Yet Tibet and Xinjiang are not the same. Revolutionary China called Buddhism a foreign religion, as it does to Christianity today, to be repressed and expelled simply for its foreignness. Official China ceased calling Buddhism, including Tibetan Buddhism foreign, decades ago. Xi Jinping calls on Buddhism as a social force that helps combat endemic corruption. That is progress.
There are just too many Han Chinese who have discovered the Buddhism of their grandparents was more than offering incense to a statue in a temple, that Buddhist practice can be radically transformative. Millions of Han have discovered that the Buddhism of Tibet best maintains continuity of insight and awakening, best exemplifying -in exemplary lives- how to live authentically and happily, whatever the circumstances.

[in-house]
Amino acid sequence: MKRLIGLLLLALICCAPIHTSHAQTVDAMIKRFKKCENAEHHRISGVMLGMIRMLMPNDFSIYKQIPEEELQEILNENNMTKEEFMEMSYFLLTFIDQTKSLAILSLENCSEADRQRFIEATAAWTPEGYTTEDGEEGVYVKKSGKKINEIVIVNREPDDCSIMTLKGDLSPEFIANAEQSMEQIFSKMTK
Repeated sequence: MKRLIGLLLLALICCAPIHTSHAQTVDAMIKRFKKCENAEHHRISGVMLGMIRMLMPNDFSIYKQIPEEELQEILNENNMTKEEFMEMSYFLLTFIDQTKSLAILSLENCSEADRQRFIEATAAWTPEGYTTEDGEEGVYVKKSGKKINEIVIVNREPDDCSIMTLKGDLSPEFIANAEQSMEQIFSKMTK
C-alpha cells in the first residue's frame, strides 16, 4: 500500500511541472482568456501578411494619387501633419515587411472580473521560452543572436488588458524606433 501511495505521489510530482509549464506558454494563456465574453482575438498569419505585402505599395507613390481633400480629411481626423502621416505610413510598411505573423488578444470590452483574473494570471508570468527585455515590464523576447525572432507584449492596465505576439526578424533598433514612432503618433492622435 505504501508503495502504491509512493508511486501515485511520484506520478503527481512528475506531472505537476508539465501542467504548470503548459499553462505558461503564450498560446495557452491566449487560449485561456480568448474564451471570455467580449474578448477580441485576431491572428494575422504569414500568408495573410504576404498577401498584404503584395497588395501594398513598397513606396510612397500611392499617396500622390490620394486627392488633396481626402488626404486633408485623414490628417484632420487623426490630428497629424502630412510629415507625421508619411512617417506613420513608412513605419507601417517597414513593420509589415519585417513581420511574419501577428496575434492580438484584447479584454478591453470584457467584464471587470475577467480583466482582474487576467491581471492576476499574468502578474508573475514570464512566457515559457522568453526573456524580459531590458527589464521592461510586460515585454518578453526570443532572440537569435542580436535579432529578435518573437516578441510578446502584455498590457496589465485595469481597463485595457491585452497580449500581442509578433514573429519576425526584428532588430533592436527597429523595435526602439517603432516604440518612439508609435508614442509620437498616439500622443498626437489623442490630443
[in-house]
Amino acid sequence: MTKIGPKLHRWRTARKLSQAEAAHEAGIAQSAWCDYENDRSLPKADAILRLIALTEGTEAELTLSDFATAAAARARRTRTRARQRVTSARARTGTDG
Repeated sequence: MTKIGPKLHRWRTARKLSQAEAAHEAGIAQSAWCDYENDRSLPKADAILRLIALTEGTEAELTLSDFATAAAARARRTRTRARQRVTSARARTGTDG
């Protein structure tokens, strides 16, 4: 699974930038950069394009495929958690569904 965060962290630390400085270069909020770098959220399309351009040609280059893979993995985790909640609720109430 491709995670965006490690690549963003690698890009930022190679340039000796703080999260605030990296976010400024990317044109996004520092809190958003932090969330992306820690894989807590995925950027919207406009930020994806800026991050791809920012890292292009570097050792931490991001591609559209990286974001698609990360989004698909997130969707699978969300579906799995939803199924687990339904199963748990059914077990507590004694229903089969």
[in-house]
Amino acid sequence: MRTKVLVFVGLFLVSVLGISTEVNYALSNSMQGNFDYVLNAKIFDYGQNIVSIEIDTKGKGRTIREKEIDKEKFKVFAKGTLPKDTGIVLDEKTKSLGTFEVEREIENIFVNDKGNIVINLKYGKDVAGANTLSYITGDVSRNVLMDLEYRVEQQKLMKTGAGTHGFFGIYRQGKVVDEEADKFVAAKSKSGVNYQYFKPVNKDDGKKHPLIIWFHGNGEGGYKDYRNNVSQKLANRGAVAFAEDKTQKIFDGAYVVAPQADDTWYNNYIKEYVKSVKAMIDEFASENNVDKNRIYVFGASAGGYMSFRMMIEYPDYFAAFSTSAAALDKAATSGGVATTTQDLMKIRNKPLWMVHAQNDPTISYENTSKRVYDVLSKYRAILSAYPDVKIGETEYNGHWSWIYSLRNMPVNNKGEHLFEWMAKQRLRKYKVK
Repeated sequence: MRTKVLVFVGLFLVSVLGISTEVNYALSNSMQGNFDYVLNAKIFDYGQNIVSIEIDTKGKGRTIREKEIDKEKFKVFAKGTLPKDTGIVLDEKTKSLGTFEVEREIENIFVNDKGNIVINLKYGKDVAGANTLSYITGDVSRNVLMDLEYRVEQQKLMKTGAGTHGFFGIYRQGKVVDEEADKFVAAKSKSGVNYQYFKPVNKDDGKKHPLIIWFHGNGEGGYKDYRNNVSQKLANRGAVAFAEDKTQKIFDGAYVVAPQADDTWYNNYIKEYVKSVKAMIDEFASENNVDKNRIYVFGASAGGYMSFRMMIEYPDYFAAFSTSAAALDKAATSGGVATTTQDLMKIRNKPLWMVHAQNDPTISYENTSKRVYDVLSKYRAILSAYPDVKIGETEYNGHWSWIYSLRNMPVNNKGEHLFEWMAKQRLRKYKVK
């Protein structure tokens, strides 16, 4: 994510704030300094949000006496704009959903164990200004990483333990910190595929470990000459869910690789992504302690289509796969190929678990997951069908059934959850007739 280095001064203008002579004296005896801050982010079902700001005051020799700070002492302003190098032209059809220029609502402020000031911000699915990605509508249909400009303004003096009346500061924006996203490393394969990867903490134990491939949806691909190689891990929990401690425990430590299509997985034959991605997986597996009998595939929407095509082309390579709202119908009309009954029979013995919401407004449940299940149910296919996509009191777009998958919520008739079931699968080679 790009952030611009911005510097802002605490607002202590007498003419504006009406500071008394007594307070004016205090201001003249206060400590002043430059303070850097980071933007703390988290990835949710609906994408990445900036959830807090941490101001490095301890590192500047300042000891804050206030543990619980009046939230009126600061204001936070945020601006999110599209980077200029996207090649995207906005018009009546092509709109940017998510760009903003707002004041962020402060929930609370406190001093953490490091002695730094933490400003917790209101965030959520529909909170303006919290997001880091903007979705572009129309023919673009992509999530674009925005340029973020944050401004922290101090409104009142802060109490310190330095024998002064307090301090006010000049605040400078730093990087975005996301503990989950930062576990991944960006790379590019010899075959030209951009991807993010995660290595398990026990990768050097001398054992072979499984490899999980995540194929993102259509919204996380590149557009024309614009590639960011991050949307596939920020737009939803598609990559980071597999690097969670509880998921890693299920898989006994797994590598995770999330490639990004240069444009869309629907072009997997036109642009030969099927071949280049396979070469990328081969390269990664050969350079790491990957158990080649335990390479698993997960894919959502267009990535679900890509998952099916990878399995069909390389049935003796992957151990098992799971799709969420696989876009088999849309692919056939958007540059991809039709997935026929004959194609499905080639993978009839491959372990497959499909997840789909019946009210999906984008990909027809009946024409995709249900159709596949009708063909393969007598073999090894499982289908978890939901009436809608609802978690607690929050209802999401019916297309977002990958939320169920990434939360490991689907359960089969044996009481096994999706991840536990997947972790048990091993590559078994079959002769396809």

Dawa Norbu reminds us, in his China’s Tibet Policy: “Buddhism, whose penetration and diffusion in China predates the Yuan dynasty, has tended to soften, if not diffuse, the authority and power relations between the Middle Kingdom and Buddhist dependencies. This was particularly true of Tibet, which since the twelfth century was progressively projected and perceived as the Vatican of Mahayana Buddhism. We find no parallels in Chinese history to the highest-level state receptions accorded to the Vth Dalai Lama by the Qing Emperor, to the Sakya Lama (Phagpa) by the Yuan Emperor and to the Vth Karmapa Lama (Dezhin Shakpa) by the Ming Emperor. None of these Tibetan Lamas had to kowtow before the emperor; kowtow culture was transformed into mutual respect.“